Krokodil drug case confirmed for US patient in Mexico

Krokodil: The head of the council on addictions in the western state of Jalisco, Dr. Enrico Sotelo, said the patient is a 17-year-old woman who is a resident of Houston, Texas

Health authorities in western Mexico said Thursday they have detected a probable case of flesh lesions due to the drug Krokodil, often referred to as "the poor man's heroin."

The head of the council on addictions in the western state of Jalisco, Dr. Enrico Sotelo, said the patient is a 17-year-old woman who is a resident of Houston, Texas. She came to Mexico to visit the Pacific coast resort city of Puerto Vallarta, where she has relatives, in November. Soon after, she checked into a local health clinic for digestive problems, and it was there that doctors detected the flesh lesions.

Sotelo, who in accordance with privacy guidelines did not reveal the patient's name, said she told authorities she used the drug in Houston. Her current condition is unknown because she did not return to the health clinic there for any further treatment.

"She acquired this problem with Krokodil in Houston, not here in Puerto Vallarta," said Sotelo, who in any case has implemented an educational program to warn about the drug's ill effects.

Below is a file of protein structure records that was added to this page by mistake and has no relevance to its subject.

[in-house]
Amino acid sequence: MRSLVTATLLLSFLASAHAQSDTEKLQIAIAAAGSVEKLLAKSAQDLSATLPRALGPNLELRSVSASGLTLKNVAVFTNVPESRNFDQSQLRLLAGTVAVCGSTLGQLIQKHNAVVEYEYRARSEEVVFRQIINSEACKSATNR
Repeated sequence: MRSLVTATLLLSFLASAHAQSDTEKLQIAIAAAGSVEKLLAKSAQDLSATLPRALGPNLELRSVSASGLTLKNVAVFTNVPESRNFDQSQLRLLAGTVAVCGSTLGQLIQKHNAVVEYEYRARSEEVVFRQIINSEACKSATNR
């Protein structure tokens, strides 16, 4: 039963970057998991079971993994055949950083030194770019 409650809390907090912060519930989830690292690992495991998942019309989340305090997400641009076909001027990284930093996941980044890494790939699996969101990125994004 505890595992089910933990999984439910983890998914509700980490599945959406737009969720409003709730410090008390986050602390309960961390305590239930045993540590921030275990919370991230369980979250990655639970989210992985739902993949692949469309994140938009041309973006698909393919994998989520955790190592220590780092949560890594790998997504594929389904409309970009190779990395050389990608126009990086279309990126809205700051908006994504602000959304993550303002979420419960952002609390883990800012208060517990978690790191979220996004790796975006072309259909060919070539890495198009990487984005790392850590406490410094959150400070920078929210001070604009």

Sotelo said a survey of rehab centers and clinics in Jalisco had revealed there were no other local cases. He said so far, Mexico has detected only two probable cases, the woman in Puerto Vallarta and another person in the border state of Baja California.

Diagnosis is usually based on the tell-tale lesions, because the body quickly metabolizes the drug's psychoactive agent, desomorphine. The drug was dubbed "krokodil" in Russia because of greenish, scaly skin lesions addicts develop, giving them the appearance of having crocodile skin.

A home-brewed heroin substitute popular in Russia, Krokodil is often concocted by cooking the prescription painkiller codeine along with gasoline, iodine, phosphorus and other chemicals.

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